Raisin the VAT bar on health snacks

12 March 2024

The latest entry in the saga of snack bars and their VAT status involves two brands, Organix and Nakd, in a revised decision published by the First-tier Tribunal (FTT).

Organix bars, manufactured by Organix Brands Ltd, are aimed at very young children (12 months plus) and sold in the baby/infant section of food stores. Their two main ingredients are wholegrain oats and raisins, with sunflower oil, fruit juice concentrate and other ingredients that are added according to the flavour of each bar in the range. The fruit juice concentrate, while sweet, was added primarily as a binding agent rather than to add sweetness to the bars. The bars are sweet and soft in texture.

Nakd bars are manufactured by Natural Balance Foods Ltd, with their main ingredient being dates. Nakd bars fall into three broad categories, fruit and nut bars (containing nuts and/or dried fruit and additional flavourings such as cocoa, ginger and lemon), ‘oaties’ (containing oats and raisins plus various flavourings) and ‘crunchies’ (containing soya protein, nuts, raisins and dried fruit). They are sweet in taste and of a firm consistency similar to fudge.

Both manufacturers charged VAT when selling the bars to Morrisons. Having previously charged VAT on the products when selling them in its supermarkets, Morrisons later formed the view that some of the bars from these ranges were in fact zero-rated and submitted claims to HMRC for refunds of overpaid VAT totalling £1.1m. HMRC rejected the claims, taking the view that the bars were standard rated, and Morrisons appealed.

The FTT decision (2021)

VAT law establishes that generally food for human consumption is zero-rated for VAT purposes. However, the law sets out a number of exceptions to this rule, which it specifically excludes from the zero-rate, meaning that they liable to VAT at the standard rate of 20%. One of these exceptions is ‘confectionery’, which the law goes on to define as including chocolates, sweets and biscuits, drained glace or crystallised fruits and any item of sweetened prepared food which is normally eaten with the fingers. 

In 2021, the FTT considered this legislation and decided, in favour of HMRC, that all of the Nakd bars and Organix bars included in the claims are standard rated items of confectionery.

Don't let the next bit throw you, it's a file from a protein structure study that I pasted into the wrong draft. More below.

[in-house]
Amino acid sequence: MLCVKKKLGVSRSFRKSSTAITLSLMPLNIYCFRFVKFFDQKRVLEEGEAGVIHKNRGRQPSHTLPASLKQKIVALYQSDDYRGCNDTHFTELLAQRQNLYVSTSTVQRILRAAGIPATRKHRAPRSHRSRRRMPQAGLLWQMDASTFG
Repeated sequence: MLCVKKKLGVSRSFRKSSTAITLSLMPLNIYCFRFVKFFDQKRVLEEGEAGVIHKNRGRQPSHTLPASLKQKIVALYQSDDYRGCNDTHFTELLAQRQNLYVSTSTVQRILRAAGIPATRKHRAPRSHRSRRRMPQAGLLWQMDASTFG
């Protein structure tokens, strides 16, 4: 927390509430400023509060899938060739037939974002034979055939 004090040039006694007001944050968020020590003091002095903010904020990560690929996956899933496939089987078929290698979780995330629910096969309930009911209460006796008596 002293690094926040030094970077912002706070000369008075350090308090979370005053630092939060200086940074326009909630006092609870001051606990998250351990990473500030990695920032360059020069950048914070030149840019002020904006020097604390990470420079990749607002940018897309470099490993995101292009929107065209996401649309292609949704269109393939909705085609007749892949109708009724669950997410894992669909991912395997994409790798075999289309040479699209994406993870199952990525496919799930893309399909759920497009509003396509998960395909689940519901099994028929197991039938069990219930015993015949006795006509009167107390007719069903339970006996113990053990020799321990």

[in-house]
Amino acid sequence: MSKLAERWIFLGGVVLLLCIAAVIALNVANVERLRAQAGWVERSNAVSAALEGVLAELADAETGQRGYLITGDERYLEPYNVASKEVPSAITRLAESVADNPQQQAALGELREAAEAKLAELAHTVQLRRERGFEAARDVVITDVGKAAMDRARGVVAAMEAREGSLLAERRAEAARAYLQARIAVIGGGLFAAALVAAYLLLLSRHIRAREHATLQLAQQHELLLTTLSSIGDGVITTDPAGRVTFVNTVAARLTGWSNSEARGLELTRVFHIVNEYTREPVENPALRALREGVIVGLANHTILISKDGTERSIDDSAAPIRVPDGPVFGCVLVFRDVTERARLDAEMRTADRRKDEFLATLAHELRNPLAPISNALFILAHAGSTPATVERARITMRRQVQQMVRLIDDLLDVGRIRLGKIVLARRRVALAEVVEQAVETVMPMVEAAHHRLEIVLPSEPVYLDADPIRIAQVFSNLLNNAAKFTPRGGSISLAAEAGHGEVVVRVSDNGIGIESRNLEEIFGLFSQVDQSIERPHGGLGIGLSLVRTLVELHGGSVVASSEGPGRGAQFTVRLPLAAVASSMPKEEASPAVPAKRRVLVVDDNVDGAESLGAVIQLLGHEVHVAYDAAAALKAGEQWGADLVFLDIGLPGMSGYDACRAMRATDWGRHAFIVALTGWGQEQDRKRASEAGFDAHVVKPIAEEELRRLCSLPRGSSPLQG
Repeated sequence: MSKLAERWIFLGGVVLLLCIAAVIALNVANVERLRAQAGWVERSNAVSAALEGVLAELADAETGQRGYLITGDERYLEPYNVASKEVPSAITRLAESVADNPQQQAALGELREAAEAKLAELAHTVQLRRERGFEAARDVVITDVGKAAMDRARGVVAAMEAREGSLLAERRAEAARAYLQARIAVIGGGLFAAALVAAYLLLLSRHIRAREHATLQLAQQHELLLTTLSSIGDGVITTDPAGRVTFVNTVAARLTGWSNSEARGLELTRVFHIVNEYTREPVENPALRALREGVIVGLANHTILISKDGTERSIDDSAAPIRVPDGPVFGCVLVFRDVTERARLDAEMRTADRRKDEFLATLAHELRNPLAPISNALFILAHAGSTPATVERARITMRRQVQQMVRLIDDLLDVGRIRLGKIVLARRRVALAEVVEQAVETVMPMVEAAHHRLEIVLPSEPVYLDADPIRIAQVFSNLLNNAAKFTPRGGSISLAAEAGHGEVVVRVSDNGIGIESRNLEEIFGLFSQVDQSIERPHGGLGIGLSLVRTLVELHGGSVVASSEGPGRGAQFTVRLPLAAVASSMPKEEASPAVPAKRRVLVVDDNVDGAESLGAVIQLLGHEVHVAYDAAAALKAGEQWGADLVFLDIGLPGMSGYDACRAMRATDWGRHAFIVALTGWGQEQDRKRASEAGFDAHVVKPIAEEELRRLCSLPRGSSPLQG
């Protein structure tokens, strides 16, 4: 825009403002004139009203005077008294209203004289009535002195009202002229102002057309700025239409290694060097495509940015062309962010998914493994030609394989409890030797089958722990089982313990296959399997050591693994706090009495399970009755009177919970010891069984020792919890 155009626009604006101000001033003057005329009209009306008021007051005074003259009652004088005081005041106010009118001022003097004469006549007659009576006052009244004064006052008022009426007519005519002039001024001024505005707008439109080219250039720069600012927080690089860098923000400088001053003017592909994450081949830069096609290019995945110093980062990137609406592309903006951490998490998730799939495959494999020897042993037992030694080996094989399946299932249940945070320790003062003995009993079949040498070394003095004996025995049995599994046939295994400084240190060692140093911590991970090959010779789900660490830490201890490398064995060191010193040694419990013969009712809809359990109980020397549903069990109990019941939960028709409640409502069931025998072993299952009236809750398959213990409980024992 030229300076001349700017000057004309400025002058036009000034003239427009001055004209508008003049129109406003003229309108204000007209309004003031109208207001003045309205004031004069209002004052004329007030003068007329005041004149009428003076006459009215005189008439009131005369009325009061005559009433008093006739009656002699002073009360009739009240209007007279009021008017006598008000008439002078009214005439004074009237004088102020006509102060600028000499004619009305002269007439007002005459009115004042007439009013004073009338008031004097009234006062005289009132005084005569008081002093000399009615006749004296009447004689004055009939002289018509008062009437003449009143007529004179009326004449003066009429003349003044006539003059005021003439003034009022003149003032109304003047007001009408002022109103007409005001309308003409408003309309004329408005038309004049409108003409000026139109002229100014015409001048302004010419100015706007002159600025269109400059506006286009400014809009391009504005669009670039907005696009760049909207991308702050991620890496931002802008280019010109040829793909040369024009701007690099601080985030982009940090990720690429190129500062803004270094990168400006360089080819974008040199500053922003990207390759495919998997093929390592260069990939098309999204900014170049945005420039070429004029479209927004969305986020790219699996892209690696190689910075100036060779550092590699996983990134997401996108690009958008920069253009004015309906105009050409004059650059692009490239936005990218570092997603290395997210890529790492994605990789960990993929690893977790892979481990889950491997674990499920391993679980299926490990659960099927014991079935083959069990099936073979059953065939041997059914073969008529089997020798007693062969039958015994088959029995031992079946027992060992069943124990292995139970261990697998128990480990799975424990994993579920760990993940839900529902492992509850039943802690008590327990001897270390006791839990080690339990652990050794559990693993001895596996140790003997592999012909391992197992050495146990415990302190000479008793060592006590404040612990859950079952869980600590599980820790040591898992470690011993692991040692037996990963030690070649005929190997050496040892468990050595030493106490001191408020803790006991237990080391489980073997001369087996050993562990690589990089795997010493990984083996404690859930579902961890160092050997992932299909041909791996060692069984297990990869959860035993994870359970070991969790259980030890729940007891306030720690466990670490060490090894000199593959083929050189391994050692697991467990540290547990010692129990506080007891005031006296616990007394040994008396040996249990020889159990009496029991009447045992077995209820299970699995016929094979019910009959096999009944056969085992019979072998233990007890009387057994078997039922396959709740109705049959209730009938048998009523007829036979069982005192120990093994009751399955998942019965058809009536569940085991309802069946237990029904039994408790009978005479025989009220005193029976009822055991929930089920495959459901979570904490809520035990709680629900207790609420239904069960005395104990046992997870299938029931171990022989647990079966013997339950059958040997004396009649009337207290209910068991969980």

Morrisons appealed to the Upper Tribunal, arguing that the FTT had been wrong not to consider the healthiness of the product. The Upper Tribunal agreed, and sent the appeal back to the FTT to reconsider. 

The FTT’s remade decision (2024)

The FTT has now reheard the case, and has once again found in favour of HMRC, deciding that the bars were confectionery and therefore subject to VAT. The products are 'confectionery' because they have the appearance, texture, mouthfeel, density and taste of confectionery, and they would be regarded as confectionery by the informed ordinary person in the street. The importance of the look, feel and taste of the products outweighs any other factors that might suggest that they are not confectionery. 

Although a casual reading of the VAT liability rules for food might give the impression that VAT applies to junk food and healthy food is zero-rated, the healthiness of a product (or lack thereof) is not specifically mentioned in the law. When specifically asked to consider this point, the FTT appears to have found that the healthiness of a product is a factor to be considered when determining the VAT treatment of food. However, it is a fairly minor factor, with the look, feel and taste of the product being of primary importance. In this case, the FTT has also found that Nakd bars and Organix bars were only ‘healthy’ in comparison to other sweet snacks and were nevertheless a ‘red light’ product in the government’s traffic light based food labelling system. Regardless of whether refined or natural sugars are used, the product was still ‘sweetened’, which is a specified characteristic of confectionery in the legislation. 

The decision also includes some findings which are inconsistent with other tribunal decisions on food products. In this case, the style of packaging and placement of the products in the supermarket or on its website was found to be unimportant. However, placement and packaging have been cited as a factor relevant to the VAT position in other case law, including the recent Walkers appeal concerning its Sensations Poppadoms range of snack food. 

This latest decision in the Morrisons case will only add to the consistent calls for the VAT position of food to be simplified and we may see Morrisons seek to appeal the decision again.

Sarah Halsted
Sarah Halsted
Technical Associate Director
Sarah Halsted
Sarah Halsted
Technical Associate Director